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Getting A Local Mastodon Setup In Docker

This is the first in probably a series of posts as I dig into the technical aspects of mastodon. My goal is to get a better understanding of the design of ActivityPub and how mastodon itself is designed to use ActivityPub. Eventually I want to learn enough to maybe do some hacking and create some of the experiences I want that mastodon doesn’t support today.

The first milestone is just getting a mastodon instance set up on my laptop. I’m gonna give some background and context. If you want to skip straight to the meat of things, here’s an anchor link.

Some background

Mastodon is a complex application with lots of moving parts. For now, all I want is to get something running so I can poke at it. Docker should be a great tool for this. Because a lot of that complexity can be packaged up in pre-built images. I tried several times using using the official docs and various other alternative projects to get a working mastodon instance in docker. But I kept running into problems that were hard to understand and harder to resolve.

I have a lot to learn about all the various pieces of mastodon and how they fit together. But I understand docker pretty well. So after some experimenting, I was able to get an instance running on my own. The rest of this post will be dedicated to explaining what I did and what I learned along the way.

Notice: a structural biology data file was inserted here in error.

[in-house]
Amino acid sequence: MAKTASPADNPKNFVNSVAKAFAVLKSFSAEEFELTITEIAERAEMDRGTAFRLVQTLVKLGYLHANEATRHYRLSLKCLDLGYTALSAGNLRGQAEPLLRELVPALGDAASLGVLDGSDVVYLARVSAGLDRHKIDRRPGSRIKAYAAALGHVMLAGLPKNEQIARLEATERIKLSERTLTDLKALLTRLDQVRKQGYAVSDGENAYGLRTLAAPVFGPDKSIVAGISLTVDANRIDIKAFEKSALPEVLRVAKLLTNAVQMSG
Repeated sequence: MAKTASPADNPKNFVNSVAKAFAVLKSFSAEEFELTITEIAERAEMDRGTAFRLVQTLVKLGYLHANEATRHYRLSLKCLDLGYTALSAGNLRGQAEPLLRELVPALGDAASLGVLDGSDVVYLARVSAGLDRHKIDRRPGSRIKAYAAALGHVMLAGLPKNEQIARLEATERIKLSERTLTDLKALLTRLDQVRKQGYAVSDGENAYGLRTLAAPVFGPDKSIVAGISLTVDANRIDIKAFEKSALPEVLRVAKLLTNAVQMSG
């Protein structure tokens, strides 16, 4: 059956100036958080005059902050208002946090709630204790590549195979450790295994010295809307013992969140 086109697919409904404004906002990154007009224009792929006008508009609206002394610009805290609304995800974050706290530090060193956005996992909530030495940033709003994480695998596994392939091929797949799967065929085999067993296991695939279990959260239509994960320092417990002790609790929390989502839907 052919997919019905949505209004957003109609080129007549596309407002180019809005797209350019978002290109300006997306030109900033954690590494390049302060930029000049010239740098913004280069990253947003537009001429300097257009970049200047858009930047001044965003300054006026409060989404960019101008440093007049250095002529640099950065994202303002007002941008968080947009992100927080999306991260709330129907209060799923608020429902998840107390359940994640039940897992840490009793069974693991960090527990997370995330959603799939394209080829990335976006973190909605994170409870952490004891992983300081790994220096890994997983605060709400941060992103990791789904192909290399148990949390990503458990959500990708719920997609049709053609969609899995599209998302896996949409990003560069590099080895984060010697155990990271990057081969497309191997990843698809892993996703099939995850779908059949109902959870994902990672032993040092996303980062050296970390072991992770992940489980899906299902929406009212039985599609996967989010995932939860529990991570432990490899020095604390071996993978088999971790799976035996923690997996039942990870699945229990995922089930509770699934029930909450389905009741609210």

One final note. I know many folks work hard to write docs and provide an out of the box dev experience that works. This isn’t meant to dismiss that hard work. It just didn’t work for me. I’m certainly going to share this experience with the mastodon team. Hopefully these lessons can make the experience better for others in the future.

The approach

Here’s the outline of what we’re doing.

We’re going to use a modified version of the docker-compose.yml that comes in the official mastodon repo. It doesn’t work out of the box. So I had to make some heavy tweaks. As of this writing, the mastodon docs seem to want people to use an alternate setup based on Dev Containers. I found that very confusing, and it didn’t work for me at all.

Once we have all of the docker images we need, all of the headaches are in configuring them to work together. Most of mastodon is a ruby on rails app with a database. But there is also a node app to handle streaming updates, redis for caching and background jobs, and we need to handle file storage. We will do the minimum configuration to get all of that set up and able to talk to each other.

There is also support for sending emails and optional search capabilities. These are not required just to get something working, so we’ll ignore them for now. It’s also worth noting that if we want to develop code in mastodon, we need to put our rails app in development mode. That introduces another layer of headaches and errors that I haven’t figured out yet. So that will be a later milestone. For now, all of this will be in “production” mode by default. That’s how the docker image comes packaged. Keep it simple.